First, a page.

Friday, November 23, 2007
Inside Corey's Brain
My 15 year old son, Corey, is diagnosed with ADHD and learning disabilities. I have spent the last two years ( the time he has been with my family) trying to figure him out. My daughters' disabilities are pretty straightforward – Ashley is deaf and blind and Jessica is cognitively impaired. I can understand those disabilities. But Corey has always been a puzzle. However, I think after observing him this past Thursday, I may have a few more clues to what makes him tick.
Corey was given the job of raking and bagging leaves. He wanted a way to earn some money to buy Christmas gifts, and I had a ton of leaves that needed attention. So Thanksgiving morning, he set out with his rake and box of leaf bags. He started the job in a very lackadaisical fashion, and continued to slow down as he worked. He would rake a small pile, move to the opposite end of the yard, rake another small pile, move to another section of the yard, drag the rake around in the dirt, stop look around for a while, play with the rake for a few minutes, move to another section of the yard, kick the leaves around, move back to the first small pile, and start to put some of the leaves in a bag.
His work continued along that same illogical, unsystematic way for the next three hours. Finally at the end of the three hours, he came into the house, announced that he was finished, and asked for his money. Of course, a review of the yard revealed that he had only gotten about half the leaves up, and he had left the bags that he did fill sitting all over the yard. I was instantly reminded of his school work and home work. He forgets what his assignments are, he sometimes does his homework, but sometimes only does part of it. Usually he forgets to take in what he has done, and I often receive reports from teachers about his inattentiveness in class. He doesn’t seem the least bit surprised when his grades are low, but at the same time, it doesn’t seem to bother him at all – sort of like doing the leaf raking job halfway but still expecting to get paid.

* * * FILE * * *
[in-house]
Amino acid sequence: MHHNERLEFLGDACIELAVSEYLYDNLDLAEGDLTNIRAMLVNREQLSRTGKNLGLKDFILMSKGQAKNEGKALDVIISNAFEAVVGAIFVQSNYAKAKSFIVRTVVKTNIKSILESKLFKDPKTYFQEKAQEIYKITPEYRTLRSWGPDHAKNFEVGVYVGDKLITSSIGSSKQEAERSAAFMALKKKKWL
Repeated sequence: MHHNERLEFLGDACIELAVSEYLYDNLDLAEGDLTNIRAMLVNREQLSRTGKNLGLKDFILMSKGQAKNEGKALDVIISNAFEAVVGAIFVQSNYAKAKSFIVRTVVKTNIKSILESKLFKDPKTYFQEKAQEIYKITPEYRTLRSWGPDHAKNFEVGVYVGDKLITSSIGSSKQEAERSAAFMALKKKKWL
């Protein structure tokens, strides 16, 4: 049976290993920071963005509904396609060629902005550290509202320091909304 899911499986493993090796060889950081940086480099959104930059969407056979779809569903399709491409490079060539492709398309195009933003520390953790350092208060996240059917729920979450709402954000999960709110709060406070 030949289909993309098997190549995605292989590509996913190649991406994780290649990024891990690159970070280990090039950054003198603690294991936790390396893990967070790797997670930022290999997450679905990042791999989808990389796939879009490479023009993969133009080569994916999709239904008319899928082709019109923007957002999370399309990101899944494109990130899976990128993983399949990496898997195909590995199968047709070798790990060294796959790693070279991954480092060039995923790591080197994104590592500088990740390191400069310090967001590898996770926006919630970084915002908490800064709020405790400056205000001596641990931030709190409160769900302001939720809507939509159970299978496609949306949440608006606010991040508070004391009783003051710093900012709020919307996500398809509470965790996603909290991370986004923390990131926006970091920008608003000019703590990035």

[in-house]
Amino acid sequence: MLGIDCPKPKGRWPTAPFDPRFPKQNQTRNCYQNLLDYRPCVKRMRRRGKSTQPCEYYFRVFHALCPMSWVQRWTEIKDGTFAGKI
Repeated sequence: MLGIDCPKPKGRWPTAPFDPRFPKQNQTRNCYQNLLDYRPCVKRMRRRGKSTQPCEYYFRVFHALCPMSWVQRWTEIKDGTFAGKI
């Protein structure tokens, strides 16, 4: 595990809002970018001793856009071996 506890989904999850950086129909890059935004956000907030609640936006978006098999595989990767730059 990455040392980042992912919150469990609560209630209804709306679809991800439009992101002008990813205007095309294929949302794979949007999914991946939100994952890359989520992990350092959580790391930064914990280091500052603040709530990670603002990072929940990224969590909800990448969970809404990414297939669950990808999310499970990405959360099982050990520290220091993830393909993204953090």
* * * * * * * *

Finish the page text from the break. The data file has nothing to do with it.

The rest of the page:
What I learned from observing him is that what I thought was only a problem with school is actually a problem with everything. Corey’s mind works in ways that are hard to figure out. And, it’s probably just as frustrating at times for him as it is for me. What I haven’t figured out is how to provide support for him in such a way that he can cope with the differences in his mind.
It would be easy for me to assume that he is lazy, doesn’t care, or is being defiant. Maybe sometimes he is being those things, but I also think that he is just doing what his brain tells him to do, and those things are not the logical, clear thoughts that most neurotypical teenagers have (if any teenager can be called neurotypical!). He is indeed a puzzle, but hopefully I can continue to work towards putting the puzzle pieces together. And maybe have a really well-tended yard at the same time!